Brazilian band Olodum to sing for ancient Egypt in Cairo, Alexandria

Antonio Patriota , Wednesday 2 Nov 2022

Carnival celebrations are a defining feature of the annual calendar in Brazil. During a massive street party over six days, scores of bands, often on big trucks, parade through the streets around the country. Every year, more than two million people come to Brazil’s northern state of Bahia to celebrate a particularly lively carnival.



Forty-three years ago, Afro-Brazilians living in Pelourinho -- the historic city centre of the capital of Bahia, Salvador -- founded Olodum, a group of musicians and artists inspired by their African heritage. Their contagious brand of Afro-Brazilian percussion has become synonymous with the sound of Bahia.

Olodum is a word that originated in the Yorubá language, from Nigeria. It finds its roots in Candomblé – the religious ritual which translates as "God of Gods" or "the Greatest God.”

For decades, Olodum has also been singing about ancient Egypt, its Pharaohs and mythology, using several ancient Egyptian motifs in their symbology and dressing. Thanks to this band, generations of Brazilians have by now sung about Tutankhamun, Akhenaten, Osiris, Seth, Geb, Nut, among other ancient Egyptian references.

The House of Olodum, the headquarters of the NGO, is located in the Historic Centre. The three-storey building keeps alive the struggle and resistance against prejudice and racism. The house was built in 1798, at a time popular movements emerged, advocating for the end of slavery and the establishment of a republican form of government. The house underwent a complete restoration under the supervision of architect Lina Bo Bardi. It was reinaugurated in 1991.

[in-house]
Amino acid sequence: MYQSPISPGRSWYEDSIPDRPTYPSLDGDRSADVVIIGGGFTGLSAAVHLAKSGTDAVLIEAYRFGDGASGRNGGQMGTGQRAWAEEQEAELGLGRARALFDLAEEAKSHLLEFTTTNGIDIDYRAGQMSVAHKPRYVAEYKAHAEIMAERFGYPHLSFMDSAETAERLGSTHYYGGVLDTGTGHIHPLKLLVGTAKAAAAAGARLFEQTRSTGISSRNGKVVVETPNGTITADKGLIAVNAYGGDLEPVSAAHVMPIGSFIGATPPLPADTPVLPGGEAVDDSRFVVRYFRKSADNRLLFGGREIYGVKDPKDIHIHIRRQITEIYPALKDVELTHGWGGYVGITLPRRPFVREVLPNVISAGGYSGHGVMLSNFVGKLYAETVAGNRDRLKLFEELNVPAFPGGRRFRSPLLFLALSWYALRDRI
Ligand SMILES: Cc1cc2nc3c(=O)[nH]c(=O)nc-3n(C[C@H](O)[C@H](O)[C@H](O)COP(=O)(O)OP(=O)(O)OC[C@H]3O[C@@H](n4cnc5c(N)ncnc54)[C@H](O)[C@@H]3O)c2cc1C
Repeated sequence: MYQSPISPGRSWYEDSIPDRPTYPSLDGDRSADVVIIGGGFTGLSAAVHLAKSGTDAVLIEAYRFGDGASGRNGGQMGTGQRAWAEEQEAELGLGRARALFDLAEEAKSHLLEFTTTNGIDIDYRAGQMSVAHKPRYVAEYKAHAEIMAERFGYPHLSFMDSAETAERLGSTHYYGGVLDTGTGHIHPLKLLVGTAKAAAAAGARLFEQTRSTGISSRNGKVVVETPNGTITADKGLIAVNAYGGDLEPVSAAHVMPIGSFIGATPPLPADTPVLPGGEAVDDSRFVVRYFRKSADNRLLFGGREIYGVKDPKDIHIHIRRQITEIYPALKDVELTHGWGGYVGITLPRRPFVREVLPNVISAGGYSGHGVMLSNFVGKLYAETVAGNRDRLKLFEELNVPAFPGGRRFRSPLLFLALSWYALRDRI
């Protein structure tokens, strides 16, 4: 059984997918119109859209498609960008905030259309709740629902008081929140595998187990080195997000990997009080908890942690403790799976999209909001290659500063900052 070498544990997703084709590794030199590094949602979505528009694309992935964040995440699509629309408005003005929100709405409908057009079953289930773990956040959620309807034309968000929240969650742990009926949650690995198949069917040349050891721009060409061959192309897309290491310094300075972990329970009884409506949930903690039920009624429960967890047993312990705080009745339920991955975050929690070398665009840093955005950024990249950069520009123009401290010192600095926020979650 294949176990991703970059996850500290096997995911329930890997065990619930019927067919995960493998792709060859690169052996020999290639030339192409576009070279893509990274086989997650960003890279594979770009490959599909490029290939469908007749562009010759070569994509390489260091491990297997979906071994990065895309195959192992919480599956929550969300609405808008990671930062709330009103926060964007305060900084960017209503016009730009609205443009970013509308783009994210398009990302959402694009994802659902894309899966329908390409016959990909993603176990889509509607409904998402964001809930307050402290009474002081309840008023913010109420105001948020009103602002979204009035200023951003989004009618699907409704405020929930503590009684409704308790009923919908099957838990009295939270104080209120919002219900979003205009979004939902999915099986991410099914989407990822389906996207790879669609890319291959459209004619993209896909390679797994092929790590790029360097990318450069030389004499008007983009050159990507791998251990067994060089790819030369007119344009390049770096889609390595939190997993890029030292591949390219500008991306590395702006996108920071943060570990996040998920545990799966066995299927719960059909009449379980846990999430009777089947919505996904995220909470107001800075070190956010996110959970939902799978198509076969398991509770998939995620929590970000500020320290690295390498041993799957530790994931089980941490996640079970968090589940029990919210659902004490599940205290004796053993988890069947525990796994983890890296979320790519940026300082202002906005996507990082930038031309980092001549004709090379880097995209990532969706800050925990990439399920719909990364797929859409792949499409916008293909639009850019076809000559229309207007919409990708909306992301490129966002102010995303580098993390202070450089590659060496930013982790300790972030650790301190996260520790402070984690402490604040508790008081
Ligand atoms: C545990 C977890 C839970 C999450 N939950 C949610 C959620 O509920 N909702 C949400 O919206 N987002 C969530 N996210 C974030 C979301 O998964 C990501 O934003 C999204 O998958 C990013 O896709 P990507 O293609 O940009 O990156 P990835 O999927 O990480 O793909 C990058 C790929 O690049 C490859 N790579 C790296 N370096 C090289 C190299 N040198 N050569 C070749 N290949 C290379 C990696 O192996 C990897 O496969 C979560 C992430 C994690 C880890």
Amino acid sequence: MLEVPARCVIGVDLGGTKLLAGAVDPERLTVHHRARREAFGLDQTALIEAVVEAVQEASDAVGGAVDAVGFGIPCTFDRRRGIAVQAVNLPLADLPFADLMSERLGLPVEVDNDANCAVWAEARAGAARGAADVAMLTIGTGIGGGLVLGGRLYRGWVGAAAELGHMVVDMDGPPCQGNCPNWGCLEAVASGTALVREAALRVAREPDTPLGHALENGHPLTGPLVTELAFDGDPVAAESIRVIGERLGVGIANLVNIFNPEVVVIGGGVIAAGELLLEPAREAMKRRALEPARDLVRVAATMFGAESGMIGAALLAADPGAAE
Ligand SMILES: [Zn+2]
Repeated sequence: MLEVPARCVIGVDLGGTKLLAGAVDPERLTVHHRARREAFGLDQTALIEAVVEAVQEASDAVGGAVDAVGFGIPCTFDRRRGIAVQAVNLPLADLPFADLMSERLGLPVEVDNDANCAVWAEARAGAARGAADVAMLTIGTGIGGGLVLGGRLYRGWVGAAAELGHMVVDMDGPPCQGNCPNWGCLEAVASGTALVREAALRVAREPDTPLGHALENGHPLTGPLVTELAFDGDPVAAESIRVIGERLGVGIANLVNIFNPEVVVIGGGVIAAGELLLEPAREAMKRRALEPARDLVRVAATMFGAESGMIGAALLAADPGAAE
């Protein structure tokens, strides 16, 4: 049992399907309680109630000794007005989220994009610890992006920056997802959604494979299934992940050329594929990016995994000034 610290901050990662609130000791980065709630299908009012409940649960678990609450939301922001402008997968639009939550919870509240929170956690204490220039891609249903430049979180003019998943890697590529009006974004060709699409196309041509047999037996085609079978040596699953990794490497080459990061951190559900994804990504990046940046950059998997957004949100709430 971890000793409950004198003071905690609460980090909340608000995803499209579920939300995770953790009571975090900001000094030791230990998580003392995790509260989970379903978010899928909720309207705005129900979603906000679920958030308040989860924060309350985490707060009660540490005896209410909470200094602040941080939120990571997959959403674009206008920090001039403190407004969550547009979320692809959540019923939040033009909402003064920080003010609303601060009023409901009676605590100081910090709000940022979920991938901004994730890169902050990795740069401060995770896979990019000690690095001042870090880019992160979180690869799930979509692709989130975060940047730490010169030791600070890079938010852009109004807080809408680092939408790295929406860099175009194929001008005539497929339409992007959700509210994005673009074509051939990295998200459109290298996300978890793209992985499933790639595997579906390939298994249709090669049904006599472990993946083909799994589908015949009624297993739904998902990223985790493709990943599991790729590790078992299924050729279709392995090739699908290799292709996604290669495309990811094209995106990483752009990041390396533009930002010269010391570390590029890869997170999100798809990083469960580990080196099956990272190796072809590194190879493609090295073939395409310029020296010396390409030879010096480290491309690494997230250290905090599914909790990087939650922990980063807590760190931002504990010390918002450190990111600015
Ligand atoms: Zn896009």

Olodum is widely credited with developing a musical style known as samba reggae and for its active participation in the organidation of the Bahia carnival each year. Neguinho do Samba, the lead percussionist, created a mix of the traditional Brazilian samba beats with merengue, salsa, and reggae rhythms in 1986. This mix became known as samba reggae. With time, it gained recognition as a specific African-Brazilian percussive group, through performances in Europe, Japan, and South America.

Olodum has been featured on recordings by top Brazilian performing artists and on albums by foreign musicians. In 1990, Olodum was featured on Paul Simon's “Rhythm of the Saints” album. In 2013, the band played live with Kimbra on Rock in Rio's sunset stage, performing a cover of "They Don't Care About Us". The following year, they participated in "We Are One (Ole Ola)," the official song of the FIFA World Cup 2014, with rapper Pitbull and various singers.

There is an interesting coincidence between the history of Brazil and the history of Egyptology: the independence of Brazil from Portugal took place in 1822, the same year when the decipherment of ancient Egyptian hieroglyphs was first published. That year, exactly two centuries ago, is considered both as the year of the birth of Egyptology as a science and the birth of Brazil as an independent nation.

Here in Egypt, 2022 brings yet another important celebration as the 100th anniversary of the discovery of the tomb of Pharaoh Tutankhamun on 4 November 1922, the very date when Olodum will perform in Egypt for the first time, at the Cairo Jazz Festival, lending an even greater symbolical value to this event, and also in the Opera House in Alexandria, on 5 November.

*Antonio Patriota is the Brazilian ambassador in Egypt.

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